No matter if you’re looking to get a gift for someone else or just yourself, everyone likes to save money when shopping for the holidays. And deal sites provide a way for savvy tech shoppers to make their spending money stretch long into December.
But how to get a jump on those bargains? We talked to the deal collectors themselves for tips on the best ways to use online deal websites.
“Deals are why we exist as a company,” says Mark LoCastro, PR director for DealNews. In business for 16 years, DealNews is something of the granddaddy of all deal sites. “There are tons of sales out there, the consumer is bombarded. How do you know if it’s really a good deal?”
DealNews has teams of editors [AKA professional deal-hunters] that research and verify each deal presented on the site, LoCastro says, with the number of those deals ranging from 200 to 400 daily. “We only list deals that are at the lowest price [for a given product]. You won't find our deals cheaper elsewhere.” he says.
LoCastro expects HDTVs to be the highlight of Black Friday deals in 2013. But rather than stand outside in the cold on the Friday after Thanksgiving along with the rest of the known world, stick to your computer, LoCastro says: DealNews expects the best HDTV offerings to be found online.
LoCastro suggests that bargain hunters take a page out of Santa’s book and make a list of what they’re shopping for: “Do your research, find the true cost of the items on your list before you start.” Once you know the true price, LoCastro says, you can evaluate a listed discount on a deal site. “The only time you know if you are saving money is if you actually know what the product really costs.”
Having a list helps fight the urge to jump on any tempting deal that comes into view when you’re using a deal site, LoCastro points out. Get caught up in impulse buying, and you can easily blow your budget.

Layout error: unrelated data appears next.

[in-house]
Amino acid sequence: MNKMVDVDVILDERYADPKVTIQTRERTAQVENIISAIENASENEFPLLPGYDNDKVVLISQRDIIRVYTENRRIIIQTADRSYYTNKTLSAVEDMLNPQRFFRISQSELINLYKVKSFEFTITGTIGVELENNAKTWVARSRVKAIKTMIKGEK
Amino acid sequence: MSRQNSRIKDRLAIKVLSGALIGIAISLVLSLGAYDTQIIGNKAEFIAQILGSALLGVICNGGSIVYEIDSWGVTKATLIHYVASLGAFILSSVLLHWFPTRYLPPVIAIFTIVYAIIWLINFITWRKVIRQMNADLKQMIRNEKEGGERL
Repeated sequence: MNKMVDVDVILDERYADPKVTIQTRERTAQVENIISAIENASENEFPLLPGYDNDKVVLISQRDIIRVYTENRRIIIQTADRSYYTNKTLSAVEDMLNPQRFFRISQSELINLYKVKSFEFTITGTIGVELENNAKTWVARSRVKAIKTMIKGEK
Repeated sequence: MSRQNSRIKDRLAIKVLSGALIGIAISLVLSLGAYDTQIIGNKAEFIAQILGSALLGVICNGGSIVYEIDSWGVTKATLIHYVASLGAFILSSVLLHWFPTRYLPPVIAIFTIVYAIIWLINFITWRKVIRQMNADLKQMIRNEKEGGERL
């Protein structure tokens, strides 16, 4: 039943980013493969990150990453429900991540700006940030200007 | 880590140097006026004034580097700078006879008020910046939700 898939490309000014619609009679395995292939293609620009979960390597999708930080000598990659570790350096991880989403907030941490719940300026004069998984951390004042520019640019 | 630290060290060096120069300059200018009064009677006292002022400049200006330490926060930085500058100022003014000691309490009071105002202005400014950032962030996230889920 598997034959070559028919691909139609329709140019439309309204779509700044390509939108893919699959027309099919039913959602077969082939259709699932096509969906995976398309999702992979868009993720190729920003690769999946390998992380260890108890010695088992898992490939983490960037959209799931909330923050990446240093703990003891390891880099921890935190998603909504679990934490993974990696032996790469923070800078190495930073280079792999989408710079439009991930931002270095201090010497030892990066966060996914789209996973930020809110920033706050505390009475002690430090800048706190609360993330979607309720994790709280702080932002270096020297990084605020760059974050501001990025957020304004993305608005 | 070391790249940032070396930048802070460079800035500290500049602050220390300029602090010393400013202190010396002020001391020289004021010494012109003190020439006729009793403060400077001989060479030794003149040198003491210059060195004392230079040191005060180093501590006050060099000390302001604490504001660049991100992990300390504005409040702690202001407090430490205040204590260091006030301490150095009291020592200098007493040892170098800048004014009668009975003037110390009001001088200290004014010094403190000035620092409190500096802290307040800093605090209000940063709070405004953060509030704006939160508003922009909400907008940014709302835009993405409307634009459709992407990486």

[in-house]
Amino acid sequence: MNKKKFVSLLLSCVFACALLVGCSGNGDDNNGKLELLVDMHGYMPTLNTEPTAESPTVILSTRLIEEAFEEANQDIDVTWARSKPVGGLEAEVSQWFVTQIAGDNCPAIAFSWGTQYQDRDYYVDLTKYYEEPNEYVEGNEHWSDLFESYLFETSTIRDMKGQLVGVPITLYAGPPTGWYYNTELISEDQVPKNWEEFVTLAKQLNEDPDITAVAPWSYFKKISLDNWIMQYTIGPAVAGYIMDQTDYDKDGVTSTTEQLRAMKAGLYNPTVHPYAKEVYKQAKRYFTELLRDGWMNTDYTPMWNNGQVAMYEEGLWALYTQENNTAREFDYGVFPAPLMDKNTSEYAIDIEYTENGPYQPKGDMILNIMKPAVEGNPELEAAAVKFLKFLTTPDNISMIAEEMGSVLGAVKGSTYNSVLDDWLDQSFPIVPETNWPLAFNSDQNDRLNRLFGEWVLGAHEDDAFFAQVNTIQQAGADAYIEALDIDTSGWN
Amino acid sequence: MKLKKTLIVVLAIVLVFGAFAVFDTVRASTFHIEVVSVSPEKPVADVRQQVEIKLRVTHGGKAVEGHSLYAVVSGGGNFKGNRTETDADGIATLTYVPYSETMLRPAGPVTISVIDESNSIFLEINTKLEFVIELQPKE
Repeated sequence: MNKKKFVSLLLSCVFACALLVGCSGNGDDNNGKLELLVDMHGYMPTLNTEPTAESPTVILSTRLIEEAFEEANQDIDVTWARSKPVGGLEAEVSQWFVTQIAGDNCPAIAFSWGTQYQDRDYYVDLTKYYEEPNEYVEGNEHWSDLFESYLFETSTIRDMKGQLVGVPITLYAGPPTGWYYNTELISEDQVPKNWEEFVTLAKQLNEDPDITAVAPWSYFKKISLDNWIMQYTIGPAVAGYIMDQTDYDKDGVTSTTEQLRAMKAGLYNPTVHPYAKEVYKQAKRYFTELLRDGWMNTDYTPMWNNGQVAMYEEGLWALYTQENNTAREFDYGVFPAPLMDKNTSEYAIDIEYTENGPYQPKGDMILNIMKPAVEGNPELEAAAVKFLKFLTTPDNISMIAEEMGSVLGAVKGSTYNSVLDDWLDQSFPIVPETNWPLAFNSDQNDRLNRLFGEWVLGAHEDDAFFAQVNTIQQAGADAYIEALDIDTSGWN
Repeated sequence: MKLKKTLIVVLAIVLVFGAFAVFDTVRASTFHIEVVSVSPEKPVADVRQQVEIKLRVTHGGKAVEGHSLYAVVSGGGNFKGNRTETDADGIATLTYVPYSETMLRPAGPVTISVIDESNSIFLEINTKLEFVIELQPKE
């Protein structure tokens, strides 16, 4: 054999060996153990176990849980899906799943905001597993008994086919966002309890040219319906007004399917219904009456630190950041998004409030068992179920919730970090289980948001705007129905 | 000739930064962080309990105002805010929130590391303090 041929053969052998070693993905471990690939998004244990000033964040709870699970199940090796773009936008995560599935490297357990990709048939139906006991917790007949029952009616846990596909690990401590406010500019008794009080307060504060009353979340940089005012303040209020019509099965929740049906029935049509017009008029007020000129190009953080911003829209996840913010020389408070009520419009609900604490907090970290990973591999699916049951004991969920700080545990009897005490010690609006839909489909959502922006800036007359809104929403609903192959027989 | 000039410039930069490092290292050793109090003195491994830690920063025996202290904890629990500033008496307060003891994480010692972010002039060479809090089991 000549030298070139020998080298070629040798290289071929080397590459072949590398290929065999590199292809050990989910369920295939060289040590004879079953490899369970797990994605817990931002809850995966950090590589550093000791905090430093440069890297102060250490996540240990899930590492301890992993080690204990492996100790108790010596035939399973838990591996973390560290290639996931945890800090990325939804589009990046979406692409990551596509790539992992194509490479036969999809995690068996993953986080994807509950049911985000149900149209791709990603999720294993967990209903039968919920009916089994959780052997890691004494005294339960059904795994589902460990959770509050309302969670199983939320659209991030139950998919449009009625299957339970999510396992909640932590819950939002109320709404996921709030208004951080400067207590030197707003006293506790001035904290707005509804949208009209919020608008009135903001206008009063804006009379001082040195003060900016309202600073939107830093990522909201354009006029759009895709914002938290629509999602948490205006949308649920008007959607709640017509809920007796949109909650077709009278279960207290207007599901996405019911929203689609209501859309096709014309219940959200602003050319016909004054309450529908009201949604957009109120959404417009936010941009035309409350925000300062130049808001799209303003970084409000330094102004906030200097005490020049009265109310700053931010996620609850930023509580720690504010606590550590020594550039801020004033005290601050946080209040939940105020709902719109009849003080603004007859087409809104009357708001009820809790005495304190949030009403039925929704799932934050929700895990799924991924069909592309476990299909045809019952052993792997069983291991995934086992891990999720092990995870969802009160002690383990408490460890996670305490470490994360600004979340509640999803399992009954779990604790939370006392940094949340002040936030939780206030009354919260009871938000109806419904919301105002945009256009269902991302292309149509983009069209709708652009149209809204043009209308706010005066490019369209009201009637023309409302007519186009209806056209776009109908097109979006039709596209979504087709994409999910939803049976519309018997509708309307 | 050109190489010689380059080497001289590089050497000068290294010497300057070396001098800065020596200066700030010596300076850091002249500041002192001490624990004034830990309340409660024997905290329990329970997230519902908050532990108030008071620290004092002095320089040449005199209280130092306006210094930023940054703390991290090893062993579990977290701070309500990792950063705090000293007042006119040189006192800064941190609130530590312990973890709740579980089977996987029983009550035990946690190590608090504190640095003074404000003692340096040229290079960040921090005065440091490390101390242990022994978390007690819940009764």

LoCastro also advises using promo codes whenever you can. A promotional code is basically a coupon that you can use online at many websites to get discounts on goods and prepaid services. Often you can plug a promo code in to lessen the price you will pay or to get free shipping on your order.
Taking advantage of those promo codes requires its own level of preparation, though. “I’d recommend you search for these promo codes or coupons by the name of the manufacturer, and by the name of the product, and by the name of a site where you are likely to find the product,” LoCastro says. “Nine times of out of ten, if you are using our site, we’ll tell you if there is a promo code available, but it doesn’t hurt to do another search.”
LoCastro also suggests that shoppers look into the possibility of “stacking” coupon or promo codes. This is when you can find a store code, say from Target, as well as a promo code from the manufacturer, say Samsung. Just be sure to strictly follow all the terms for the redemption of each code. (As an example, here is the Target coupon policy .)
Abandon your shopping cart